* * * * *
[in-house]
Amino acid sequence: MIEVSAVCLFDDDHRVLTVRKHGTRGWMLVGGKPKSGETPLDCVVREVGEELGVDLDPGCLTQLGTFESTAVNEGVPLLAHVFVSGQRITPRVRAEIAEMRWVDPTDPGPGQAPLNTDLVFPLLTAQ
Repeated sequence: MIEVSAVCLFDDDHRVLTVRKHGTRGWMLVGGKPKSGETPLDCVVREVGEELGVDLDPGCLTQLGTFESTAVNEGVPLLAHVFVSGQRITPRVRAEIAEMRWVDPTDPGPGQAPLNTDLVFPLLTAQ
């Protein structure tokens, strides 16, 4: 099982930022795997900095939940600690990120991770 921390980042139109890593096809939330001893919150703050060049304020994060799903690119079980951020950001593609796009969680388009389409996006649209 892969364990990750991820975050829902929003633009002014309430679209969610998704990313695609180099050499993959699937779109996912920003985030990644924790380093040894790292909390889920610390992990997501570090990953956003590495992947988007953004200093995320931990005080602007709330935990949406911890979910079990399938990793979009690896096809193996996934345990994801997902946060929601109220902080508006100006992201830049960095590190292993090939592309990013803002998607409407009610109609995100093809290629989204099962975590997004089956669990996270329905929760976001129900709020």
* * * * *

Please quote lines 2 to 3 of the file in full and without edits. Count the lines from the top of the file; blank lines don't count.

Amino acid sequence: MIEVSAVCLFDDDHRVLTVRKHGTRGWMLVGGKPKSGETPLDCVVREVGEELGVDLDPGCLTQLGTFESTAVNEGVPLLAHVFVSGQRITPRVRAEIAEMRWVDPTDPGPGQAPLNTDLVFPLLTAQ
Repeated sequence: MIEVSAVCLFDDDHRVLTVRKHGTRGWMLVGGKPKSGETPLDCVVREVGEELGVDLDPGCLTQLGTFESTAVNEGVPLLAHVFVSGQRITPRVRAEIAEMRWVDPTDPGPGQAPLNTDLVFPLLTAQ